Four work colleagues reunite after 30 years, in this delightful intergenerational analysis of motherhood. Fourth Wall Theatre have utilised young actors to perform Niamh Collins’ poignant production of pensioners revisiting their experiences of parenthood. Subsequent to thirty years of silence, they reminisce on their experiences – each with their own preconceptions and prejudices about the ultimate performance of parenthood.
A compelling critique on the nature of womanhood
Sally, Jean, Vera and Sandra chew over memories alongside bites of food, each morsel oozing with intent and perspective. Sally doesn’t suffer fools gladly – she’s survived cancer three times, and is embittered as she recalls her husband abandoning her and her daughter for a new life. Jean had aspirations of moving to Europe, but couldn’t bear the thought of being separated from her adult children. Vera has a big house in the Midlands and considers the family home to be the epicentre of the world. And Sandra doesn’t really know what her husband works as, as long as the money keeps coming in. Sandra arrives with her daughter Lorena, and sparks fly in the group when it’s revealed this next generation woman chose to leave an unhappy relationship and pursue a career in Shanghai, leaving her daughter at home with her father.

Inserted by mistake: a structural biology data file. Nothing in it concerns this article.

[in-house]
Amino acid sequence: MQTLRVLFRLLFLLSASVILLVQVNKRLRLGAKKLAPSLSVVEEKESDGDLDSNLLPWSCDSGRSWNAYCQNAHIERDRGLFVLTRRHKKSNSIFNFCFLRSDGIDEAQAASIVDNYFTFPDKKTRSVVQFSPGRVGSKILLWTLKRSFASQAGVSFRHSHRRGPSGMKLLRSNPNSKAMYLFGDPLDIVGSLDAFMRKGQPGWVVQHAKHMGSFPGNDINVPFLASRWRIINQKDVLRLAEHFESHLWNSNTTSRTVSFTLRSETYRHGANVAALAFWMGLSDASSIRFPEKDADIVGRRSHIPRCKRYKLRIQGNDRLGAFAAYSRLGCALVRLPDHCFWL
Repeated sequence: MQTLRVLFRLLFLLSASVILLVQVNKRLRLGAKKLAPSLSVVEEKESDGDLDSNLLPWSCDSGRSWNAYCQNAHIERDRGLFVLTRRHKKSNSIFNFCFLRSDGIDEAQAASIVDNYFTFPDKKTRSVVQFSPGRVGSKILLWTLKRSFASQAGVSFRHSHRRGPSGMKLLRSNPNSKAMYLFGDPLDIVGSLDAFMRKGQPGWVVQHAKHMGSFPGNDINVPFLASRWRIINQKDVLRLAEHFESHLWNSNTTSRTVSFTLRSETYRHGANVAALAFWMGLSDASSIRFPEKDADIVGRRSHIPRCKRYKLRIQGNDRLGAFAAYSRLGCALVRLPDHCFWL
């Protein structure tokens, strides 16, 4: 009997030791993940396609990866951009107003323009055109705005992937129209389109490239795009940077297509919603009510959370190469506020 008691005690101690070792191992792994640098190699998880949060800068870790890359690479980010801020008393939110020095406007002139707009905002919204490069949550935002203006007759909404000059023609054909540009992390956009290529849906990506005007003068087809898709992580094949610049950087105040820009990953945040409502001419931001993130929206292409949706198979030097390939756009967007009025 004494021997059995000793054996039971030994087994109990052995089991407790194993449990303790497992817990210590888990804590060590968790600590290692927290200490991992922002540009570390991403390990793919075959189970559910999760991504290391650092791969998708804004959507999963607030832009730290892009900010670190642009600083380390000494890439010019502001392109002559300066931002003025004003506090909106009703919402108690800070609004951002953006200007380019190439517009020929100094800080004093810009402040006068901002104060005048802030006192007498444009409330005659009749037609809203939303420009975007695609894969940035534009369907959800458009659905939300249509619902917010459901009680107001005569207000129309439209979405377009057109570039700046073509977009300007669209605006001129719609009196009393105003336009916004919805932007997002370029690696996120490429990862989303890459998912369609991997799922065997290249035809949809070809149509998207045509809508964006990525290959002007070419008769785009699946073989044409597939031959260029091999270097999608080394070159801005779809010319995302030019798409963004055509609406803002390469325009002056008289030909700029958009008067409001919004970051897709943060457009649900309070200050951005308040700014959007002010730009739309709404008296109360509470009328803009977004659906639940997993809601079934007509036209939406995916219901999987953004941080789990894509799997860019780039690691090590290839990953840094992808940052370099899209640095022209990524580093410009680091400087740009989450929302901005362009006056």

Traditional attitudes to femininity, motherhood and liberation are tested in this interesting piece, which is soulfully performed by the five actors. There’s some interesting conversation topics – exploration of the maternal instinct, condemnation and judgement of working mums, and the pressure of growing up with a ‘perfect mum’. Lorena expresses how being coddles gives one a false perspective of life, and can make one feel like ‘the only sponge she made that sunk in the middle’.
The script features interesting concepts, but not new ones. Conventional and dysfunctional parenting dynamics have been a popular theme at the last few Ed Fests, and with a plethora of similar material, it’s difficult to produce something which stands out. Ladies Who Lunch is unique in that it utilises youth to perform age, and the script by Collins is provocative though at times unconvincing. There’s a scene close to the end where Sally expresses that the ultimate sadness in her life has been the silence of her three former colleagues, and that this abandonment rendered her more lonely than when her husband left. I feel this would have been more convincing if the foursome had had a deeper connection than simply that of ex colleagues. This scene left me with a plethora of questions and it would be good to explore more about the factors which silenced Sally back then, rendering her incapable of reaching out through her loneliness and ill health. It’s all too easy to unintentionally forget to remember our friends, and there are thick themes of shame, comparison and blame that could have been built in around this which were understated.
Overall, this is a compelling critique on the nature of womanhood – exploring the lies we tell ourselves to justify the actions we take or don’t take. The piece ends emotively, a satisfying conclusion to an almost unanswerable and irredeemable start in terms of the issues raised. A great way to start the day.